The sage Patanjali states in the Yoga Sutra that an asana should be understood, practiced and experienced with firmness, steadiness and endurance in the body, goodwill in the head and awareness and delight in the heart. The performance should be nourishing and illuminating.

Sthiram sukham asanam—Yoga Sutras II:46
(Asana is perfect firmness of body, steadiness of intelligence and benevolence of spirit)


It is a misconception that the sutra advocates comfortable postures. If that were so, these would be asanas of pleasure (bhog-asanas), not yogasanas. Practicing a variety of asanas clears the nervous system, causes the energy to flow without obstruction and ensures an even distribution of it during pranayama.

Each asana performs five functions—conative, cognitive, mental, intellectual and spiritual. Conative action is exertion of the organs of action. Cognitive action is the perception of its results. When the two are fused, mind's discriminative faculty guides these organs to perform the asanas more correctly. Rhythmic energy flow and awareness is experienced without interruption throughout the body. A pure state of joy is felt. This is the manifestation of dharana (complete absorption of the mind on a single point or task) and dhyana (meditation) in the practice of an asana.

Tatah dvandvah anabhighatah—Yoga Sutras II:48
(From then on, the sadhaka, or devoted seeker, is undisturbed by any duality)

Asana puts an end to any differentiation between the body, mind and soul. Dualities don't exist for the sadhaka . When body, mind and soul unite in a perfect posture, he is in a state of beatitude. In that exalted position, the mind, which is at the root of dualistic perception, loses its identity and ceases to disturb him. There is no longer joy or sorrow, heat or cold, pain or pleasure. This is perfection in action and freedom in consciousness. These two sutras should always be practiced while performing asanas.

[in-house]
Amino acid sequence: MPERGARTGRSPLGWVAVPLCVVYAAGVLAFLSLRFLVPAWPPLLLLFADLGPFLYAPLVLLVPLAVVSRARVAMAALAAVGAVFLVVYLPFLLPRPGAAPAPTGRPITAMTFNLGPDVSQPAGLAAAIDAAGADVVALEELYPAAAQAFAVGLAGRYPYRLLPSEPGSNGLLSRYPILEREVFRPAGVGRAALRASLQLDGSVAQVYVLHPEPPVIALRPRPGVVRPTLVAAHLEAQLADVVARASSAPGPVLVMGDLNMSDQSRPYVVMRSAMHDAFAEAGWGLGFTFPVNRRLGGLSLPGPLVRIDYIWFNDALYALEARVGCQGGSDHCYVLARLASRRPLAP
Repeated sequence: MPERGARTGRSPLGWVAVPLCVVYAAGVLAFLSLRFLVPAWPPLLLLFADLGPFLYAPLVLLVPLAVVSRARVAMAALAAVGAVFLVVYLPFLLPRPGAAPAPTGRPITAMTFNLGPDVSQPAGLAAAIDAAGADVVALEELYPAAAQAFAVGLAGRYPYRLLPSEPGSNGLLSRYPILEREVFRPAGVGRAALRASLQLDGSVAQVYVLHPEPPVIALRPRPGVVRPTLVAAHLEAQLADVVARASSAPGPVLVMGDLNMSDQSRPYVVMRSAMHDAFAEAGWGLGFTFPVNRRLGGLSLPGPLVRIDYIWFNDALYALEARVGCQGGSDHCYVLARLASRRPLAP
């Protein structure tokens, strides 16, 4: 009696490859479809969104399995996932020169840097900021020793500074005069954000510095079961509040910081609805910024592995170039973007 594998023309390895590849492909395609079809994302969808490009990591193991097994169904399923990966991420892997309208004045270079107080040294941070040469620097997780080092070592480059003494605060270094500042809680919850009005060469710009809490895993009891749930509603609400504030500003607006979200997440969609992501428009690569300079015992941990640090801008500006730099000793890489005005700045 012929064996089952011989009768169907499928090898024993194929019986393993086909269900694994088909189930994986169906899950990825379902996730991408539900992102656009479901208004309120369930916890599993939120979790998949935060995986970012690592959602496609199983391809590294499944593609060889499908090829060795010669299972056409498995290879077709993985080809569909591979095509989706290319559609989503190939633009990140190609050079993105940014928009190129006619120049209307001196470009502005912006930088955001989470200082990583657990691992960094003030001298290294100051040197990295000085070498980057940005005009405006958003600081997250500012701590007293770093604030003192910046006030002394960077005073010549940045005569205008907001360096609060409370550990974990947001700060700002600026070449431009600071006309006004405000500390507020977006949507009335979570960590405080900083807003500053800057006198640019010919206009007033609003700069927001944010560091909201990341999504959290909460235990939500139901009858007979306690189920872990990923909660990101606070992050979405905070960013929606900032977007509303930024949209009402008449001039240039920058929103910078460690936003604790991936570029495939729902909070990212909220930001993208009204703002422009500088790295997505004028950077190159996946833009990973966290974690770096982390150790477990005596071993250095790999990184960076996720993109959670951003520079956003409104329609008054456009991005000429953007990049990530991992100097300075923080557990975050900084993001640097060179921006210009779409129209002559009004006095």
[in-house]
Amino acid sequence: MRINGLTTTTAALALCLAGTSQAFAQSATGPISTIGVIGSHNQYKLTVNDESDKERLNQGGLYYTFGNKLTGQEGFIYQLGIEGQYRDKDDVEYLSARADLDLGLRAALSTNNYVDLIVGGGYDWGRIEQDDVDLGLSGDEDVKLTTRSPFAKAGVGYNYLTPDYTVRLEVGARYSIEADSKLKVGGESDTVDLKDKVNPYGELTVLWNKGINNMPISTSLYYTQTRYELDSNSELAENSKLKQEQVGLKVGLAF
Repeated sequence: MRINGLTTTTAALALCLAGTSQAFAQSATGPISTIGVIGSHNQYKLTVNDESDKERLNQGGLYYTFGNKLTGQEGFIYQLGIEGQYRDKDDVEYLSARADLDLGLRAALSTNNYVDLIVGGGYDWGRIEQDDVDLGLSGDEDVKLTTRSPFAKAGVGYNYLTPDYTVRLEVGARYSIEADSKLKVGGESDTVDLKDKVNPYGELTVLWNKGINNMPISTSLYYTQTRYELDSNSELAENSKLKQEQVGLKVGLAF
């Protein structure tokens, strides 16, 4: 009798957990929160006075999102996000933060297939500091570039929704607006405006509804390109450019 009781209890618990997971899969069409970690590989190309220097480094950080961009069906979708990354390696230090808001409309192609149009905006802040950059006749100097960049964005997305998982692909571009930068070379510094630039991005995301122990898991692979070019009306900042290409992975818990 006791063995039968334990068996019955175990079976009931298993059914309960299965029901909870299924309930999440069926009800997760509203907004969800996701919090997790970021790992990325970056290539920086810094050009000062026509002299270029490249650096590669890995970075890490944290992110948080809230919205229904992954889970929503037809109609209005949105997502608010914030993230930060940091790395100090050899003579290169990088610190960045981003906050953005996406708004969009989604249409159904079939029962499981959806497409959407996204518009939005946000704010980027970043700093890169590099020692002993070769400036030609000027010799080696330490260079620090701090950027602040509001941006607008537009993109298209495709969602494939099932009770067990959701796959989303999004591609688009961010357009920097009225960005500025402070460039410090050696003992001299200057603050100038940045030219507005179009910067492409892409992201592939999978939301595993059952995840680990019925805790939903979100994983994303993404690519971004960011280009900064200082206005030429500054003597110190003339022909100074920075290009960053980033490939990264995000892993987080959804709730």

As the sadhaka progresses, he develops physical firmness and patience to persevere in or sustain the practice. He also gains endurance, will power and concentrated attention to experience the divinity within.

In the beginning it requires effort to master the asanas. It involves hours, days, months and years of work. While performing asanas, the sadhaka has to relax the brain cells and activate the cells of the vital organs and structural and skeletal body. Then intelligence and consciousness will spread to each and every cell. The conjunction of effort, concentration and balance in asana forces us to live intensely in the present moment.

We shall describe here categories of asanas: standing, forward bends, supine, inversion, abdominal and lumbar, twisting, back bends and balancing.

Standing poses: Beginners should start with these as they bring elasticity in joints and muscles and build up stamina and physical stability. This constitutes the most basic training in the early stages of yoga sadhana (practice).

Forward bending asanas: In these postures the posterior half of the body is stretched. These prepare you to proceed further in yoga and bring consistency in the development of physical and mental pliability.

Sitting and supine postures: Sitting upright and supine extending positions help a sadhaka prepare physically and mentally for pranayama.

Inverted postures: These help recover from everyday stress. They give vitality, mental balance and emotional stability.

Toning of abdominal organs and lumbar: These tone and massage the abdominal organs and strengthen the pelvic and lumbar areas.

Twisting: It consists of lateral stretching and twisting of the spine, toning the internal organs and reaching new horizons while tranquilizing the mind.

Back bends: These bring physical and mental sharpness and alertness. The postures are the opposite of forward bends as are the effects. In forward bends the posterior spine is extended, bringing consistency and mental peace, whereas in back bends the anterior spine is extended and stretched. The effect is invigorating and enlivening.

Balancing postures: These strengthen the arms and wrists and exercise the abdominal organs. They also make the body feel light and help attain a good bearing.




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